Postgraduate Course: Machine Learning & Pattern Recognition (Level 11) (INFR11073)
Course Outline
School  School of Informatics 
College  College of Science and Engineering 
Course type  Standard 
Availability  Available to all students 
Credit level (Normal year taken)  SCQF Level 11 (Postgraduate) 
Credits  10 
Home subject area  Informatics 
Other subject area  None 
Course website 
http://www.inf.ed.ac.uk/teaching/courses/mlpr 
Taught in Gaelic?  No 
Course description  Both the study of Artificial Intelligence  understanding how to build learning machines  and the business of developing tools to analyse the numerous increasing data sources involves developing a systematic understanding of how we can learn from data. A principled approach to this problem is critical given the wide differences in the places these methods need to be used.
This course is a foundational course for anyone pursuing machine learning, or interested in the intelligent utilisation of machine learning methods. The primary aim of the course is enable the student to think coherently and confidently about machine learning problems, and present the student with a set of practical tools that can be applied to solve realworld problems in machine learning, coupled with an appropriate, principled approach to formulating a solution.
This course avoids the potential pitfalls of simply presenting a set of machine learning tools as if they were an end in themselves, but follows the basic principles of machine learning methods in showing how the different tools are developed, how they are related, how they should be deployed, and how they are used in practice. The course presents a number of methods in machine learning that are increasingly used, including Bayesian methods, and Gaussian processes.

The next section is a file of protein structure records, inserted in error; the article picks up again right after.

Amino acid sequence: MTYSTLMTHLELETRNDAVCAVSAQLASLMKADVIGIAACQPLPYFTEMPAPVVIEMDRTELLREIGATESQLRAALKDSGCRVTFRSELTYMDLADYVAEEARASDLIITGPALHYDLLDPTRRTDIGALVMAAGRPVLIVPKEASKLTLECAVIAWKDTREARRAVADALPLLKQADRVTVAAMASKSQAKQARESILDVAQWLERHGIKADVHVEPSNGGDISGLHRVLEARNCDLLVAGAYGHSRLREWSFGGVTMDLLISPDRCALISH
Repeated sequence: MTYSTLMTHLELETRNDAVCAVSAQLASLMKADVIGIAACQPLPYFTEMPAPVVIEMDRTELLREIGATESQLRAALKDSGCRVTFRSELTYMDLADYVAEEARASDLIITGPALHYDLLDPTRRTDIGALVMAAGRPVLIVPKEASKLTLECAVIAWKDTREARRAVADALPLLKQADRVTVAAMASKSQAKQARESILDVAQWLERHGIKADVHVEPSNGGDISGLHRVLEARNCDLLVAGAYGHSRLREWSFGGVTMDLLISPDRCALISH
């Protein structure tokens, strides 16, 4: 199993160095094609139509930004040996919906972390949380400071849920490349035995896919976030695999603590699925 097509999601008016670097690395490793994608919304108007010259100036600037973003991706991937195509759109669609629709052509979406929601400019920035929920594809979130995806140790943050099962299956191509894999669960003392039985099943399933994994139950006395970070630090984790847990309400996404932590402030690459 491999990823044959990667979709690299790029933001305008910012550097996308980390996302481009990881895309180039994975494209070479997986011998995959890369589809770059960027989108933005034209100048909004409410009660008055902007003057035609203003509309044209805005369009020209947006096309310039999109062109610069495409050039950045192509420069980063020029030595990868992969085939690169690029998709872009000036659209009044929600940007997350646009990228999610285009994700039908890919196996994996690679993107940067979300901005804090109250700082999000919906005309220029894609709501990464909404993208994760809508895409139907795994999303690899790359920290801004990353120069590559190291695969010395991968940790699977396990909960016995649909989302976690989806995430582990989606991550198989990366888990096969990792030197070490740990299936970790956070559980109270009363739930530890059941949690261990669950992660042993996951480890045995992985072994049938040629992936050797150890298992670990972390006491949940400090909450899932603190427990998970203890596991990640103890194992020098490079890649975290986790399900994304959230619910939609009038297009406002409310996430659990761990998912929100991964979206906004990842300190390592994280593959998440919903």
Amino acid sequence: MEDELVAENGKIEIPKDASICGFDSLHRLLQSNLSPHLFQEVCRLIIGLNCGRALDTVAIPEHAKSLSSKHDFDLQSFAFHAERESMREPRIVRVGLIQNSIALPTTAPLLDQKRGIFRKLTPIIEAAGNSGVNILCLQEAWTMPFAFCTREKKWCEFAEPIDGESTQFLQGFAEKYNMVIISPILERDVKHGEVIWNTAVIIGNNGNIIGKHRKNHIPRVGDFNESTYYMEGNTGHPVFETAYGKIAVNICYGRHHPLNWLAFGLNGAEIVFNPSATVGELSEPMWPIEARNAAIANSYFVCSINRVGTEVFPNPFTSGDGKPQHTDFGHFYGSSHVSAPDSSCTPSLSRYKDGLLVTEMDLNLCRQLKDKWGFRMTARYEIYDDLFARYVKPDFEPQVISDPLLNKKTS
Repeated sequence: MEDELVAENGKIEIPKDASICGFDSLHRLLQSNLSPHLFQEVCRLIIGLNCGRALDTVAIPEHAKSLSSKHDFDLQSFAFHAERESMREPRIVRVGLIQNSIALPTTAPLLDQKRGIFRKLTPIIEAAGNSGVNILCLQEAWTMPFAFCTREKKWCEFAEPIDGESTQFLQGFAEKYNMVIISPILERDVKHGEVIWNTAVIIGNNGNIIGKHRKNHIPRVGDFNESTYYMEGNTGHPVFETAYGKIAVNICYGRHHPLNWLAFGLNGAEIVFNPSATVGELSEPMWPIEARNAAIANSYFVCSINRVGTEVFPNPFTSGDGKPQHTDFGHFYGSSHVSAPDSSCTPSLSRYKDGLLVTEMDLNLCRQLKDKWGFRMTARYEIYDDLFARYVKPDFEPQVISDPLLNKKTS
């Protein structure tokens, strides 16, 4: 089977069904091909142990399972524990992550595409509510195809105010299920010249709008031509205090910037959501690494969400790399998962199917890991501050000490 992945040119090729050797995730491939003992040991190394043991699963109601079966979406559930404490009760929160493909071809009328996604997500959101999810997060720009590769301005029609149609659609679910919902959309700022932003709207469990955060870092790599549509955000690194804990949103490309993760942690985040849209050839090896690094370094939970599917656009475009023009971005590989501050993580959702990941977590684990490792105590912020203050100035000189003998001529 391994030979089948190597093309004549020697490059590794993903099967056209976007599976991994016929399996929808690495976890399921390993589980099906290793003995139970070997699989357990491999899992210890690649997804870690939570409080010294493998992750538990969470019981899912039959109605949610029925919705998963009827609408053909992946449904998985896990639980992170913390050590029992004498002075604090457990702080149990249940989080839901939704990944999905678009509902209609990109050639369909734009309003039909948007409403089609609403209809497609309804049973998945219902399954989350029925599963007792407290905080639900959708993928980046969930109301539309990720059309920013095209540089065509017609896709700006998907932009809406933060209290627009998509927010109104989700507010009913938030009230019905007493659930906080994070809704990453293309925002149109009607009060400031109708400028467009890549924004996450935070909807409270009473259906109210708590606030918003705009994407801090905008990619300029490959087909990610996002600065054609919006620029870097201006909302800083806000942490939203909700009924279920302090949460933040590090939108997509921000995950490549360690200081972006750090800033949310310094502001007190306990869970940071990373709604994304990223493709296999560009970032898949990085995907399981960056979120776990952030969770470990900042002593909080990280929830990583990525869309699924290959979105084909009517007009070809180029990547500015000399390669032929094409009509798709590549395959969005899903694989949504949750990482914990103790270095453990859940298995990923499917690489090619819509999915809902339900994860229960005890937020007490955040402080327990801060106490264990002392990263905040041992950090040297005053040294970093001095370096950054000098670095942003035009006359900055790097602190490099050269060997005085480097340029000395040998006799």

This course is identical to the level 10 version except for an additional learning outcome, and a consequential difference in assessment. 
Entry Requirements (not applicable to Visiting Students)
Prerequisites 

Corequisites  
Prohibited Combinations  Students MUST NOT also be taking
Machine Learning & Pattern Recognition (Level 10) (INFR10036)

Other requirements  For Informatics PG and final year MInf students only, or by special permission of the School. Familiarity with basic mathematics, including algebra and calculus is essential. A reasonable knowledge of computational, logical, geometric and settheoretic concepts is assumed. Working knowledge of vectors and matrices is also necessary. A basic grasp of probability and partial differentiation, is strongly recommended. 
Additional Costs  None 
Information for Visiting Students
Prerequisites  None 
Displayed in Visiting Students Prospectus?  No 
Course Delivery Information

Delivery period: 2011/12 Semester 2, Available to all students (SV1)

WebCT enabled: No 
Quota: None 
Location 
Activity 
Description 
Weeks 
Monday 
Tuesday 
Wednesday 
Thursday 
Friday 
Central  Lecture   111   11:10  12:00     Central  Lecture   111      11:10  12:00 
First Class 
Week 1, Tuesday, 11:10  12:00, Zone: Central. George Sq 07 F21 
Exam Information 
Exam Diet 
Paper Name 
Hours:Minutes 


Main Exam Diet S2 (April/May)   2:00   
Summary of Intended Learning Outcomes
1  Way of thinking  the course introduces an approach to thinking about machine learning problems. Learning Outcome: The students will be able to describe why a particular model is appropriate in a given situations, formulate the model and use it appropriately.